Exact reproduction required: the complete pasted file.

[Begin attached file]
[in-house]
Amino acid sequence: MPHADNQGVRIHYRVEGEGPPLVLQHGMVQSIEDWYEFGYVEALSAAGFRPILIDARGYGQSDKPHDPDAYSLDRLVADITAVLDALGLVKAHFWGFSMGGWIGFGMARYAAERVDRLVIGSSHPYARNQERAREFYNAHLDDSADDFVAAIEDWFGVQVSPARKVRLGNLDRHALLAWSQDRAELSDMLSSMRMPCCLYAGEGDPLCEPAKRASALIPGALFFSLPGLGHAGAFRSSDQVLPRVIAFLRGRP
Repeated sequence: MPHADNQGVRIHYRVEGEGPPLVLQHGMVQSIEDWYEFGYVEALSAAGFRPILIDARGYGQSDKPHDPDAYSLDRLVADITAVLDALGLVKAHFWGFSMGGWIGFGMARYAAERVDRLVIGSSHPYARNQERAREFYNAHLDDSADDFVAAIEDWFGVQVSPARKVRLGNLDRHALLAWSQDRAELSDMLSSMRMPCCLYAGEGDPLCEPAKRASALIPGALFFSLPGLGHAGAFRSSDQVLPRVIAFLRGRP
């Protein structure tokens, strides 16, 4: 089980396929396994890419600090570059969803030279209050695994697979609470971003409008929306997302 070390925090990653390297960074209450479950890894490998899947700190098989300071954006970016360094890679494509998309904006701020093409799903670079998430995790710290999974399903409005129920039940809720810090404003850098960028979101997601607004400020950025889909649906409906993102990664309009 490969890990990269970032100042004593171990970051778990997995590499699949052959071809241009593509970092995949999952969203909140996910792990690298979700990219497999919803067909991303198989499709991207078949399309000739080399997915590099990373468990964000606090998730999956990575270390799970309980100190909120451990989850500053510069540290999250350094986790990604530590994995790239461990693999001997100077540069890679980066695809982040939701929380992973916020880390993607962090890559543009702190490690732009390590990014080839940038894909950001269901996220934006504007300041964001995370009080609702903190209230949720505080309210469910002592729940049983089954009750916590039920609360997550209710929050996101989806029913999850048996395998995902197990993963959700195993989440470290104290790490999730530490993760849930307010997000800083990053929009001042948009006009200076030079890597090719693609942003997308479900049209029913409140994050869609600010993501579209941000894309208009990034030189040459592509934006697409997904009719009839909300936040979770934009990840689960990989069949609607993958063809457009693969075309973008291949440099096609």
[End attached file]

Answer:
[in-house]
Amino acid sequence: MPHADNQGVRIHYRVEGEGPPLVLQHGMVQSIEDWYEFGYVEALSAAGFRPILIDARGYGQSDKPHDPDAYSLDRLVADITAVLDALGLVKAHFWGFSMGGWIGFGMARYAAERVDRLVIGSSHPYARNQERAREFYNAHLDDSADDFVAAIEDWFGVQVSPARKVRLGNLDRHALLAWSQDRAELSDMLSSMRMPCCLYAGEGDPLCEPAKRASALIPGALFFSLPGLGHAGAFRSSDQVLPRVIAFLRGRP
Repeated sequence: MPHADNQGVRIHYRVEGEGPPLVLQHGMVQSIEDWYEFGYVEALSAAGFRPILIDARGYGQSDKPHDPDAYSLDRLVADITAVLDALGLVKAHFWGFSMGGWIGFGMARYAAERVDRLVIGSSHPYARNQERAREFYNAHLDDSADDFVAAIEDWFGVQVSPARKVRLGNLDRHALLAWSQDRAELSDMLSSMRMPCCLYAGEGDPLCEPAKRASALIPGALFFSLPGLGHAGAFRSSDQVLPRVIAFLRGRP
């Protein structure tokens, strides 16, 4: 089980396929396994890419600090570059969803030279209050695994697979609470971003409008929306997302 070390925090990653390297960074209450479950890894490998899947700190098989300071954006970016360094890679494509998309904006701020093409799903670079998430995790710290999974399903409005129920039940809720810090404003850098960028979101997601607004400020950025889909649906409906993102990664309009 490969890990990269970032100042004593171990970051778990997995590499699949052959071809241009593509970092995949999952969203909140996910792990690298979700990219497999919803067909991303198989499709991207078949399309000739080399997915590099990373468990964000606090998730999956990575270390799970309980100190909120451990989850500053510069540290999250350094986790990604530590994995790239461990693999001997100077540069890679980066695809982040939701929380992973916020880390993607962090890559543009702190490690732009390590990014080839940038894909950001269901996220934006504007300041964001995370009080609702903190209230949720505080309210469910002592729940049983089954009750916590039920609360997550209710929050996101989806029913999850048996395998995902197990993963959700195993989440470290104290790490999730530490993760849930307010997000800083990053929009001042948009006009200076030079890597090719693609942003997308479900049209029913409140994050869609600010993501579209941000894309208009990034030189040459592509934006697409997904009719009839909300936040979770934009990840689960990989069949609607993958063809457009693969075309973008291949440099096609």